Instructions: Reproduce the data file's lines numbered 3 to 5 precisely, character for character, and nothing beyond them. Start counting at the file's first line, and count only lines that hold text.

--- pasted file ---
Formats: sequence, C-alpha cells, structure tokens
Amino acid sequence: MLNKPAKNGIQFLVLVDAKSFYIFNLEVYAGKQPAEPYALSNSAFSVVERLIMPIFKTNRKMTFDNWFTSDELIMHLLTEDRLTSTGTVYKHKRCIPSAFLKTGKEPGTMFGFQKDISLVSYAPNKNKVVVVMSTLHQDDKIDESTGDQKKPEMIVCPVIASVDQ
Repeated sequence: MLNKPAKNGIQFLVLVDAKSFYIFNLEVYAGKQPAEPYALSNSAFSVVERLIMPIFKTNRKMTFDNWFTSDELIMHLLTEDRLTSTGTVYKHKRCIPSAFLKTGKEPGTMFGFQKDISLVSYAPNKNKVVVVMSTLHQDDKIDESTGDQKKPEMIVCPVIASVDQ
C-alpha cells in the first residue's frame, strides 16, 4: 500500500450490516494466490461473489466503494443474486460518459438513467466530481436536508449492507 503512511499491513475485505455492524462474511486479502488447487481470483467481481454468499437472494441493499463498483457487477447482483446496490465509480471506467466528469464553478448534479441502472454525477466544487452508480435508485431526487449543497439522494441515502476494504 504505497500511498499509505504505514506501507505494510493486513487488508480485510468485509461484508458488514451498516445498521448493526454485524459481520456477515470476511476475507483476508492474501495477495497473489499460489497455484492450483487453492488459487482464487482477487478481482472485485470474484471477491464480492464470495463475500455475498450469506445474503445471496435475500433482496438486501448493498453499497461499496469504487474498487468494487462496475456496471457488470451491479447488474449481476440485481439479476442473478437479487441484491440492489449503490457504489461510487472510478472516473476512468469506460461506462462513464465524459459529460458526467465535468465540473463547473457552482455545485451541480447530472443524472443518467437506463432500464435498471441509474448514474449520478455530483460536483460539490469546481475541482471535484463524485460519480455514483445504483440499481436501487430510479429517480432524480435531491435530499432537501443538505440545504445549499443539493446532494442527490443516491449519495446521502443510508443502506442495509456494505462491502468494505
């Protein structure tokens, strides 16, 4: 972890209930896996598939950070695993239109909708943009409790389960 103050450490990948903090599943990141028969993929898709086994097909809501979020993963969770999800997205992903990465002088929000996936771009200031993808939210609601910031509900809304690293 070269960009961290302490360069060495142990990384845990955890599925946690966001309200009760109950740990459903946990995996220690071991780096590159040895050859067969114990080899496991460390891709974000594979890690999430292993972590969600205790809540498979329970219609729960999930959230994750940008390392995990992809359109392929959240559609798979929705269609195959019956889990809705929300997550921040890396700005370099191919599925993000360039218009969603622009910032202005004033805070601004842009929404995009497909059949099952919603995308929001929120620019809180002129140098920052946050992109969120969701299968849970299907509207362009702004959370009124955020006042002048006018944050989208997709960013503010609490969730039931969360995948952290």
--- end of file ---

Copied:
Repeated sequence: MLNKPAKNGIQFLVLVDAKSFYIFNLEVYAGKQPAEPYALSNSAFSVVERLIMPIFKTNRKMTFDNWFTSDELIMHLLTEDRLTSTGTVYKHKRCIPSAFLKTGKEPGTMFGFQKDISLVSYAPNKNKVVVVMSTLHQDDKIDESTGDQKKPEMIVCPVIASVDQ
C-alpha cells in the first residue's frame, strides 16, 4: 500500500450490516494466490461473489466503494443474486460518459438513467466530481436536508449492507 503512511499491513475485505455492524462474511486479502488447487481470483467481481454468499437472494441493499463498483457487477447482483446496490465509480471506467466528469464553478448534479441502472454525477466544487452508480435508485431526487449543497439522494441515502476494504 504505497500511498499509505504505514506501507505494510493486513487488508480485510468485509461484508458488514451498516445498521448493526454485524459481520456477515470476511476475507483476508492474501495477495497473489499460489497455484492450483487453492488459487482464487482477487478481482472485485470474484471477491464480492464470495463475500455475498450469506445474503445471496435475500433482496438486501448493498453499497461499496469504487474498487468494487462496475456496471457488470451491479447488474449481476440485481439479476442473478437479487441484491440492489449503490457504489461510487472510478472516473476512468469506460461506462462513464465524459459529460458526467465535468465540473463547473457552482455545485451541480447530472443524472443518467437506463432500464435498471441509474448514474449520478455530483460536483460539490469546481475541482471535484463524485460519480455514483445504483440499481436501487430510479429517480432524480435531491435530499432537501443538505440545504445549499443539493446532494442527490443516491449519495446521502443510508443502506442495509456494505462491502468494505
């Protein structure tokens, strides 16, 4: 972890209930896996598939950070695993239109909708943009409790389960 103050450490990948903090599943990141028969993929898709086994097909809501979020993963969770999800997205992903990465002088929000996936771009200031993808939210609601910031509900809304690293 070269960009961290302490360069060495142990990384845990955890599925946690966001309200009760109950740990459903946990995996220690071991780096590159040895050859067969114990080899496991460390891709974000594979890690999430292993972590969600205790809540498979329970219609729960999930959230994750940008390392995990992809359109392929959240559609798979929705269609195959019956889990809705929300997550921040890396700005370099191919599925993000360039218009969603622009910032202005004033805070601004842009929404995009497909059949099952919603995308929001929120620019809180002129140098920052946050992109969120969701299968849970299907509207362009702004959370009124955020006042002048006018944050989208997709960013503010609490969730039931969360995948952290």